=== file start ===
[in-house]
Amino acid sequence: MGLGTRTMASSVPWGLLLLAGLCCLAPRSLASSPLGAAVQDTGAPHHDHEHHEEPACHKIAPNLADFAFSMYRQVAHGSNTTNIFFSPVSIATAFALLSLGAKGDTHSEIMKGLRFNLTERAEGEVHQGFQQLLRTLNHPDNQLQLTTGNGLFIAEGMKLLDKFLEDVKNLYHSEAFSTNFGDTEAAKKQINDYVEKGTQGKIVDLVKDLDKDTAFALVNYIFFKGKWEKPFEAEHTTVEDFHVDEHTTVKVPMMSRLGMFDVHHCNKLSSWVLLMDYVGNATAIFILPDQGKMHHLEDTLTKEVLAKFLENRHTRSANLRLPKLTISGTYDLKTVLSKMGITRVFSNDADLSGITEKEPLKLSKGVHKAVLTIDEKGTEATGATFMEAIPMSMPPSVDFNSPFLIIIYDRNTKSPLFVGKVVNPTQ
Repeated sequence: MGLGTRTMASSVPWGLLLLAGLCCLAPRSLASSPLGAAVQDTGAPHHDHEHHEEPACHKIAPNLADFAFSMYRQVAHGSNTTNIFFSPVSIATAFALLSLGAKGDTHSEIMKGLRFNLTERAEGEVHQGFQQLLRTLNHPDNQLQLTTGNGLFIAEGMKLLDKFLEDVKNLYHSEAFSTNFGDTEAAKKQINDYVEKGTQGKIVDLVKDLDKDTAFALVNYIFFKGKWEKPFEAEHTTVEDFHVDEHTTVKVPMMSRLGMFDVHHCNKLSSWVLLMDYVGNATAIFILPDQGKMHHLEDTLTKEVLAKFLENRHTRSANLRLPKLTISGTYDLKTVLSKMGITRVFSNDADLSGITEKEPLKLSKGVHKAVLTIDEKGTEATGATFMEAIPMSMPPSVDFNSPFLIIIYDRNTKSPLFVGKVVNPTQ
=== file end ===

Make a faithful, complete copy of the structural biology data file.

[in-house]
Amino acid sequence: MGLGTRTMASSVPWGLLLLAGLCCLAPRSLASSPLGAAVQDTGAPHHDHEHHEEPACHKIAPNLADFAFSMYRQVAHGSNTTNIFFSPVSIATAFALLSLGAKGDTHSEIMKGLRFNLTERAEGEVHQGFQQLLRTLNHPDNQLQLTTGNGLFIAEGMKLLDKFLEDVKNLYHSEAFSTNFGDTEAAKKQINDYVEKGTQGKIVDLVKDLDKDTAFALVNYIFFKGKWEKPFEAEHTTVEDFHVDEHTTVKVPMMSRLGMFDVHHCNKLSSWVLLMDYVGNATAIFILPDQGKMHHLEDTLTKEVLAKFLENRHTRSANLRLPKLTISGTYDLKTVLSKMGITRVFSNDADLSGITEKEPLKLSKGVHKAVLTIDEKGTEATGATFMEAIPMSMPPSVDFNSPFLIIIYDRNTKSPLFVGKVVNPTQ
Repeated sequence: MGLGTRTMASSVPWGLLLLAGLCCLAPRSLASSPLGAAVQDTGAPHHDHEHHEEPACHKIAPNLADFAFSMYRQVAHGSNTTNIFFSPVSIATAFALLSLGAKGDTHSEIMKGLRFNLTERAEGEVHQGFQQLLRTLNHPDNQLQLTTGNGLFIAEGMKLLDKFLEDVKNLYHSEAFSTNFGDTEAAKKQINDYVEKGTQGKIVDLVKDLDKDTAFALVNYIFFKGKWEKPFEAEHTTVEDFHVDEHTTVKVPMMSRLGMFDVHHCNKLSSWVLLMDYVGNATAIFILPDQGKMHHLEDTLTKEVLAKFLENRHTRSANLRLPKLTISGTYDLKTVLSKMGITRVFSNDADLSGITEKEPLKLSKGVHKAVLTIDEKGTEATGATFMEAIPMSMPPSVDFNSPFLIIIYDRNTKSPLFVGKVVNPTQ